While there is an aesthetic difference to the enemies depending on which level you’re on, sometimes appearing as living toys or alien lumberjacks or even strange beasts, there are truly only about four types of them: one that will attack with melee, one that attacks with melee but will also block, one that uses long-range attacks, and one that’s invulnerable until you dodge its charge attack. Battletoads could certainly have benefited from more and more creative types of bad guys to beat down.
Battletoads Review Screenshots
Similarly, in part because a lot of the levels end with minigames rather than boss fights, there’s only a handful of traditional battles, and they all work the same way: they’re big bad guys who telegraph attacks, summon regular enemies (giving you a chance to grab flies to regain health mid-battle) and enter grander attack phases testing your dodge reflexes. They’re fun enough, but a bit one-note.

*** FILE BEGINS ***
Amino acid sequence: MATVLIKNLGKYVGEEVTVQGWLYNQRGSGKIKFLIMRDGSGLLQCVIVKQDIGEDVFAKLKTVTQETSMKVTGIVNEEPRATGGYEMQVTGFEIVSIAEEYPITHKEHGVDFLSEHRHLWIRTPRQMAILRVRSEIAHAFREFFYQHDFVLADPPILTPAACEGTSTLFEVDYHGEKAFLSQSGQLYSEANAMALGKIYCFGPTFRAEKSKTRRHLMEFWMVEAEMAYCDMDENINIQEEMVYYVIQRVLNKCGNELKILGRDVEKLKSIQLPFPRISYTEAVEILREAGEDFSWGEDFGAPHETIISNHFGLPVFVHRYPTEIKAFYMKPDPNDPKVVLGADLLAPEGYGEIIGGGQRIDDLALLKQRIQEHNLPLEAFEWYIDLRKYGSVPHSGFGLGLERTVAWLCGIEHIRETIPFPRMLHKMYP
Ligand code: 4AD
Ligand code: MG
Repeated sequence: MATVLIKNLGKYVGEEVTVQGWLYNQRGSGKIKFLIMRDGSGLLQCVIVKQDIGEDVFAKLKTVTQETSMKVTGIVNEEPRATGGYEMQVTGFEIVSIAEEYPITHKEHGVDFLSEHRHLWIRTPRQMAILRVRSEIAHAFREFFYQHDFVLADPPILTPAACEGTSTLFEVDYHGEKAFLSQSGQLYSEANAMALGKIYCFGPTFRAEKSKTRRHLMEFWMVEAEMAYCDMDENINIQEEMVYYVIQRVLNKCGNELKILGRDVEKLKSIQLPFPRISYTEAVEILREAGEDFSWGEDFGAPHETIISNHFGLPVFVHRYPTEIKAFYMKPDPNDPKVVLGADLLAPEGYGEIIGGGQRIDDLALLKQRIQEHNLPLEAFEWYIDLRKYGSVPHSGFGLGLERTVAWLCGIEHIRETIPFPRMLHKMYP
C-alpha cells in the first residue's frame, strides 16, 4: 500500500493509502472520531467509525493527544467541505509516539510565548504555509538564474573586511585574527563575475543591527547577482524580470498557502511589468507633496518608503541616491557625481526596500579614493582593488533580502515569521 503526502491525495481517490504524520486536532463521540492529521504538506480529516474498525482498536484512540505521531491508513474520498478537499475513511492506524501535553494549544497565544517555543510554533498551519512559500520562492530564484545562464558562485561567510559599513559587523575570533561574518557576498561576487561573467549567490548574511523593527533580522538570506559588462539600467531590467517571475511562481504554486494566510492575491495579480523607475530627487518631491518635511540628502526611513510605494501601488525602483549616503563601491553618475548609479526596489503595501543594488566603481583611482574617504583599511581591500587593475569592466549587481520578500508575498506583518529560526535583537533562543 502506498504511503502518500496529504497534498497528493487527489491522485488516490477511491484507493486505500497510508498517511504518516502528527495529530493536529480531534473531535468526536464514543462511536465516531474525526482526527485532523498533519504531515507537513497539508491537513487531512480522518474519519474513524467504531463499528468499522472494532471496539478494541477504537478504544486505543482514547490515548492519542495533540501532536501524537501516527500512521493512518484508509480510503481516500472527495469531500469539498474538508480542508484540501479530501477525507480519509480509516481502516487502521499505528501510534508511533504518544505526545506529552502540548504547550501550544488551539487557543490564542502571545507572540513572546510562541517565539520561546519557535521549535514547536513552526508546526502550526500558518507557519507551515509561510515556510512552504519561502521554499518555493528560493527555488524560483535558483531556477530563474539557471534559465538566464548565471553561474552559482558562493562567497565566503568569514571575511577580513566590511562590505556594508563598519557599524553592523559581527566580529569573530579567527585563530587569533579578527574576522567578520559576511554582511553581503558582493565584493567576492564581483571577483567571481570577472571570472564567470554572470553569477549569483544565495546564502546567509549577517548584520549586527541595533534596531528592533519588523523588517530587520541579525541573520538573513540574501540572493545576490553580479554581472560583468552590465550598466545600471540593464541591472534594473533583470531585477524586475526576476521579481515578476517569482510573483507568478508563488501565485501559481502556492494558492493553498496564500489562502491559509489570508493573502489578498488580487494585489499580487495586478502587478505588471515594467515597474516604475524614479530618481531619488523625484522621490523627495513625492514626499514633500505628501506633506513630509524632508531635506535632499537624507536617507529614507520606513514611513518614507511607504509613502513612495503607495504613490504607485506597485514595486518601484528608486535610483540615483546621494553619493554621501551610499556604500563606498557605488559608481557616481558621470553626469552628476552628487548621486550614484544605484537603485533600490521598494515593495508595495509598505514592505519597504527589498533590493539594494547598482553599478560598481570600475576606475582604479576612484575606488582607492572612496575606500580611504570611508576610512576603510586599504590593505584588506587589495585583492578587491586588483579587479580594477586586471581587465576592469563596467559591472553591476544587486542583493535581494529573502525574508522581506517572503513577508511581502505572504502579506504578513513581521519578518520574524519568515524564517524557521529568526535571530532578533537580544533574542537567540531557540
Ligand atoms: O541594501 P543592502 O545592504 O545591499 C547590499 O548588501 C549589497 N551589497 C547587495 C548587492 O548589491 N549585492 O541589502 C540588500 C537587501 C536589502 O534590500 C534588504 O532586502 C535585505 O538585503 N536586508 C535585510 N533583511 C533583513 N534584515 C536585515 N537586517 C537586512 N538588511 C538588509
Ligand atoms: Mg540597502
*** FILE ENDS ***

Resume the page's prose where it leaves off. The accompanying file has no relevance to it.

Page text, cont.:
So the main source of variety in Battletoads is in its selection of different minigames that dot the levels, breaking up what could be monotonous stretches of fist fights with everything from hacking puzzles to a riff on the classic speeder bikes and sledding levels. In the original those speeder segments were a side-scrolling level with blocks that flicker into existence before human fingers could react, but here they’re an over-the-shoulder segment where you can actually see what’s coming from further away. It’s a simple concept of dodging and weaving behind walls and jumping over obstacles and, much like the rest of Battletoads, the generous checkpoint system makes this more of a fun challenge than the original’s frustrating nightmare. Other minigames include a twin-stick shooter section and some platforming; they’re all basic but enjoyable diversions.
While the campaign is undeniably short, at just three to four hours long, Battletoads has the virtue of never overstaying its welcome (depending on your difficulty setting and standing in the speedrunning community) and there are collectables in each level that add some replay value. I do wish there were something to unlock or an extra mode waiting for me when I’d finished to make it feel more substantial, though.